#Todossomosracist Football should try that hashtag

Another day, another racist incident in football, another hashtag, another batch of allegedly concerned people who are going to do precisely nothing about it.

In the latest incident of racism in football, Athletic Club forward Iñaki Williams says that he was racially abused during a match at Espanyol. A number of things happened, including MARCA coming up with a “Enough” headline, and somewhere, somehow, the hashtag #todossomosInaki popped up. The head of LFP, Javier Tebas, has said enough, as well. And all of that put together, just like with all of the other incidents that have predated this one, will amount to nothing, because the people with the power to solve the problems don’t really care. Yes, they care about the appearance of caring, which matters in the meaningless way of gestures. But white people talking about racism is usually designed to make white people feel better. It doesn’t do anything to fix anything at all.

The Camp Nou has had its racist incidents. There was also a row in which Sergio Busquets stood accused by Marcelo of calling him a monkey. Lip readers were brought in, lots of bandwidth expended to no conclusion. Umtiti claimed that he was racially abused, and the offending player didn’t admit it, but said in essence what happens on the pitch, stays on the pitch. Racism is part of football. It exists in a way that black players worry about, in a way that affects their transfer decisions, in a way that hurts their souls and steals their humanity. Even the most well-intentioned white person has absolutely no idea what that is like.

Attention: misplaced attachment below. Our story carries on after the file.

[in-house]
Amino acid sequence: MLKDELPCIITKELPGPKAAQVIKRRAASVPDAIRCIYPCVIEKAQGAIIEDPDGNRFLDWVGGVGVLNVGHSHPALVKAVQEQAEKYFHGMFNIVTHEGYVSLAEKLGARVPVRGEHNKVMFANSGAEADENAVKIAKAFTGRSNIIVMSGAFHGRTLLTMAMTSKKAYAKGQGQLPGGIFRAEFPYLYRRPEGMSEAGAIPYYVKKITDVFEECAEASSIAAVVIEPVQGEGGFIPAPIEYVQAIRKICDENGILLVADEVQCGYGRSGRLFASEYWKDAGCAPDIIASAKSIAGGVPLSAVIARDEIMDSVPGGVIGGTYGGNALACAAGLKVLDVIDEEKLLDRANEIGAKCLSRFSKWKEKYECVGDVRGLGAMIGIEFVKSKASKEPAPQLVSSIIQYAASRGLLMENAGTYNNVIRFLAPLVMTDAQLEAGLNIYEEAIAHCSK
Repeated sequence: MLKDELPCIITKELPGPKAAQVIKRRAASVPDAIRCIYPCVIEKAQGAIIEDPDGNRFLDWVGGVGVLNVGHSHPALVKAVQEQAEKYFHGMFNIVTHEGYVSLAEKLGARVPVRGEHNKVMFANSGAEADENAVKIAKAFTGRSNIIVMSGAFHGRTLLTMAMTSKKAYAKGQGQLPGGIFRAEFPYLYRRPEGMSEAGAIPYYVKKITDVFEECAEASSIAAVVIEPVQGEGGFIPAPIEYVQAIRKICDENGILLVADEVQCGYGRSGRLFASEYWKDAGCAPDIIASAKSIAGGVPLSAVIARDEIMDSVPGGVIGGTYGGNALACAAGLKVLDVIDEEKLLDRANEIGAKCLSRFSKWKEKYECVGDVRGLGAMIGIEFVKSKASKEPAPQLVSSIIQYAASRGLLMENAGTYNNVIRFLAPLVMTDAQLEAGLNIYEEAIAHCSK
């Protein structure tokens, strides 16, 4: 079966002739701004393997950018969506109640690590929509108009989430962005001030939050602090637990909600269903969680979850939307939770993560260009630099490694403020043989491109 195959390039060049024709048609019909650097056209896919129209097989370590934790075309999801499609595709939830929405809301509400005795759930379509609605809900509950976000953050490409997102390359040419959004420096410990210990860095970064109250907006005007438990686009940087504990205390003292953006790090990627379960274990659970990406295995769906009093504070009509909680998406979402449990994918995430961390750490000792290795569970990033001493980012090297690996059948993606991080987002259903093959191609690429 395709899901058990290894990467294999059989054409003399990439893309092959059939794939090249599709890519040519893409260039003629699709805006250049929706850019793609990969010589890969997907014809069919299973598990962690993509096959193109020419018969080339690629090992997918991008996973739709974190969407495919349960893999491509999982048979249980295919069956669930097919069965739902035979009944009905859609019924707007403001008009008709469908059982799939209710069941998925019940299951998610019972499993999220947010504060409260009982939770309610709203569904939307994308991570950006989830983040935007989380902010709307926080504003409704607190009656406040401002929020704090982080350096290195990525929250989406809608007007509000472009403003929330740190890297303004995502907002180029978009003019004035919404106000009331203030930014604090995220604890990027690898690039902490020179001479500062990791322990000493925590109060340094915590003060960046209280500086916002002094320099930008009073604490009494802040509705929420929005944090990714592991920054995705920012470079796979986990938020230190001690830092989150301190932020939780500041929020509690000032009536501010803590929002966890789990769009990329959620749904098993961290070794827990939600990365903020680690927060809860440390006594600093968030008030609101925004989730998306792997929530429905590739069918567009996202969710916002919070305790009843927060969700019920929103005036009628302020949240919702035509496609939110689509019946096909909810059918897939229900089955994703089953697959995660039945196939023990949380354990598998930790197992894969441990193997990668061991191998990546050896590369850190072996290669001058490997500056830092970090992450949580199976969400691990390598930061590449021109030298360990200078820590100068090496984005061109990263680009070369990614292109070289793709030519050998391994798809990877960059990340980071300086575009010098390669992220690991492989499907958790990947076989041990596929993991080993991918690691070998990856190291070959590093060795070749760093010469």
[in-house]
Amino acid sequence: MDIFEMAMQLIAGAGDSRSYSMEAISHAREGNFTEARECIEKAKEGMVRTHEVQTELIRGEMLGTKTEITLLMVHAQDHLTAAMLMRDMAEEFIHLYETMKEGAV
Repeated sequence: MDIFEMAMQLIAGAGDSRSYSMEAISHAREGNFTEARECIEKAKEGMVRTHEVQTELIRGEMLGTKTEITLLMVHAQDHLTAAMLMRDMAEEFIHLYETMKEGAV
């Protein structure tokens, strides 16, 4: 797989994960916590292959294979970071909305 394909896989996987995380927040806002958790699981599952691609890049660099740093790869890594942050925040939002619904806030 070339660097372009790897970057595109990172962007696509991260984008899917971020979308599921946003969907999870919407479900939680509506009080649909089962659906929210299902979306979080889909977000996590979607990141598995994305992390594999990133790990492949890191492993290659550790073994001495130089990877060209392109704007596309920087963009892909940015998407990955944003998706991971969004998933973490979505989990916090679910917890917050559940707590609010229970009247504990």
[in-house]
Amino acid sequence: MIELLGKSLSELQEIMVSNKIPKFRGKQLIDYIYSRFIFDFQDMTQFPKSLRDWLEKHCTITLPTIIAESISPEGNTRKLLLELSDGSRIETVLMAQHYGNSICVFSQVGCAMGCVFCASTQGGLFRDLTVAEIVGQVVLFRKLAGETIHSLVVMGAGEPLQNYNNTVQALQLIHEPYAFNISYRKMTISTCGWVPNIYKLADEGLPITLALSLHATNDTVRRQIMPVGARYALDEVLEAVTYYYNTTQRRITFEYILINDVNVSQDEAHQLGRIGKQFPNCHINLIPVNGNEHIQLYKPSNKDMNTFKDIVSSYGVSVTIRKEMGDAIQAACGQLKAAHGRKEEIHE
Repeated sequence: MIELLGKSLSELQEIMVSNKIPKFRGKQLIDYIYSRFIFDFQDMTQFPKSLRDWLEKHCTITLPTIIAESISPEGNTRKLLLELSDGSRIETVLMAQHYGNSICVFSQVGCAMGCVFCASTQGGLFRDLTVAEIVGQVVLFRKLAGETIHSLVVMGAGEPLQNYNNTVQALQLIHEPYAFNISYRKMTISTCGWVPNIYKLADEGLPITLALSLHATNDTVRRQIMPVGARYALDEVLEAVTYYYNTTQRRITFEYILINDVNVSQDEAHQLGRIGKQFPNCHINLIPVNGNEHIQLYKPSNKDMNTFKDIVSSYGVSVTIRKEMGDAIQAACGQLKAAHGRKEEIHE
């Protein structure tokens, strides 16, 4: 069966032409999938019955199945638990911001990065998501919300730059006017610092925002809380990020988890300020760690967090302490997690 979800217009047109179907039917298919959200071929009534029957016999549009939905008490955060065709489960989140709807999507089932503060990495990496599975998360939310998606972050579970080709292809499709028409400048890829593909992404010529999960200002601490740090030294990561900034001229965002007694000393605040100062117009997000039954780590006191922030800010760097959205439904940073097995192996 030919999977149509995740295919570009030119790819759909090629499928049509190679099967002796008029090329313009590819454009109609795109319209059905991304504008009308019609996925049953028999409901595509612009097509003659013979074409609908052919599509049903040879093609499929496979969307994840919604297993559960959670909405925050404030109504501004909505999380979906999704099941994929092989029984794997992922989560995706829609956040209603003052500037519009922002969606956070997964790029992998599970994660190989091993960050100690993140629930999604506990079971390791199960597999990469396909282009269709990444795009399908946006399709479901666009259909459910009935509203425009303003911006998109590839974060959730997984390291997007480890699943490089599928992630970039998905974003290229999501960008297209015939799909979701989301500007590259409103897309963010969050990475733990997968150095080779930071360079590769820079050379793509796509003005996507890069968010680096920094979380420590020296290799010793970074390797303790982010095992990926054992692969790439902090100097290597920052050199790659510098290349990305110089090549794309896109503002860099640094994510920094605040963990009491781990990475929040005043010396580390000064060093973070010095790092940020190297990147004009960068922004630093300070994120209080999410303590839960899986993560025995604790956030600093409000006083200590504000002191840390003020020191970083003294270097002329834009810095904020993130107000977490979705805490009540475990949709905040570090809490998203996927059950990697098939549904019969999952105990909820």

Being attacked for what you are is the worst kind of powerlessness. If someone calls you an asshole, you can resolve to stop being an asshole. When someone makes monkey chants at you, there are lots of options, none manageable. Though it’s easy to suppose that racists would say you can solve the problem by going away from wherever they are. Because racists aren’t going anywhere. Racism can’t be fixed, like something broken. There are incidents where a child learns racism, then goes out into the world and discovers that what they have learned is wrong. There have to be. But usually, a racist learns it, learns that it works, teaches everyone they can to be racist, and stays racist. And racists go to football matches, in every league in the world. And as we already know, they act out. And we are appalled. And we talk about it. And nothing happens until the next incident, and the process is repeated.

The fundamental problem with racism in football and how the game tries to deal with it is that the people with the power to find a way to resolve it won’t, becuase there’s money involved. Racists buy season tickets, and shirts. Racists travel, and fill the coffers of clubs. Racists bring money to the game. But the people who suffer from racism are essentially powerless. Yes, they could walk off the pitch. That would make the racists happy, though. So it’s a win for them.

What if the whole team walked off? Well, you find me a team that has enough solidarity for that to happen. Teams are collections of mercenaries, drawn together by money, even more than the opportunity for success. Where is the room for humanity in getting paid? Teams bond in training, but how close are they, really? Clearly not close enough for the players to feel the kind of bond that makes their support of a black teammate unwavering, because teams never walk off when a teammate is abused. Athletic Club didn’t. So the player has to put up with it. What are his options? Where is his agency?